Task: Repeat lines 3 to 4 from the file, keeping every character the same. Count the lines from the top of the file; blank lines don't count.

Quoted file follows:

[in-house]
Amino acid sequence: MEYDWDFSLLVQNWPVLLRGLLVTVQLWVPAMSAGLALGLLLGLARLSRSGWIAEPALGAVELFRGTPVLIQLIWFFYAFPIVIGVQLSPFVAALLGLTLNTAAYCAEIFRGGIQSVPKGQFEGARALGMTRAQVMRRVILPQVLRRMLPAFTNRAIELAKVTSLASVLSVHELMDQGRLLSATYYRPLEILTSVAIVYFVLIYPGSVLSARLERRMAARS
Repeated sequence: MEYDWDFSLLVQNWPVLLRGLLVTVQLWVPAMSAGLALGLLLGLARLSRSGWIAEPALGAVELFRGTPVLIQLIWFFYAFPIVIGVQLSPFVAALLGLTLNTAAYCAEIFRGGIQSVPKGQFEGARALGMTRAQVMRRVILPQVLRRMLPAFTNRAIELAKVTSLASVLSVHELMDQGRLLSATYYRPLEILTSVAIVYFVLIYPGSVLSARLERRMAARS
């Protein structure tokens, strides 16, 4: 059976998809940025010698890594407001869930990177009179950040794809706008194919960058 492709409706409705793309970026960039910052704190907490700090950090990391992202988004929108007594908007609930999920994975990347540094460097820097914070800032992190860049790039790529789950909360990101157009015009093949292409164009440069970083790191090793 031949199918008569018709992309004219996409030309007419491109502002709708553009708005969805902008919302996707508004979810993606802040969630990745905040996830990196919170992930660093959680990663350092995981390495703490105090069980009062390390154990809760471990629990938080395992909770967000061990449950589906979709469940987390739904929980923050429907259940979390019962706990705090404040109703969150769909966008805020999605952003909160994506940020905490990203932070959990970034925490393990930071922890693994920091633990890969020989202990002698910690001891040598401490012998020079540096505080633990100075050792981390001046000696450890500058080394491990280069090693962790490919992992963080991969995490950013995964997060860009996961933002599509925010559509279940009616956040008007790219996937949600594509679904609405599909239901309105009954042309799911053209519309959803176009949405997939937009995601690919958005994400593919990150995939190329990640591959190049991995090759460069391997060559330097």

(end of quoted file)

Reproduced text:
Repeated sequence: MEYDWDFSLLVQNWPVLLRGLLVTVQLWVPAMSAGLALGLLLGLARLSRSGWIAEPALGAVELFRGTPVLIQLIWFFYAFPIVIGVQLSPFVAALLGLTLNTAAYCAEIFRGGIQSVPKGQFEGARALGMTRAQVMRRVILPQVLRRMLPAFTNRAIELAKVTSLASVLSVHELMDQGRLLSATYYRPLEILTSVAIVYFVLIYPGSVLSARLERRMAARS
């Protein structure tokens, strides 16, 4: 059976998809940025010698890594407001869930990177009179950040794809706008194919960058 492709409706409705793309970026960039910052704190907490700090950090990391992202988004929108007594908007609930999920994975990347540094460097820097914070800032992190860049790039790529789950909360990101157009015009093949292409164009440069970083790191090793 031949199918008569018709992309004219996409030309007419491109502002709708553009708005969805902008919302996707508004979810993606802040969630990745905040996830990196919170992930660093959680990663350092995981390495703490105090069980009062390390154990809760471990629990938080395992909770967000061990449950589906979709469940987390739904929980923050429907259940979390019962706990705090404040109703969150769909966008805020999605952003909160994506940020905490990203932070959990970034925490393990930071922890693994920091633990890969020989202990002698910690001891040598401490012998020079540096505080633990100075050792981390001046000696450890500058080394491990280069090693962790490919992992963080991969995490950013995964997060860009996961933002599509925010559509279940009616956040008007790219996937949600594509679904609405599909239901309105009954042309799911053209519309959803176009949405997939937009995601690919958005994400593919990150995939190329990640591959190049991995090759460069391997060559330097």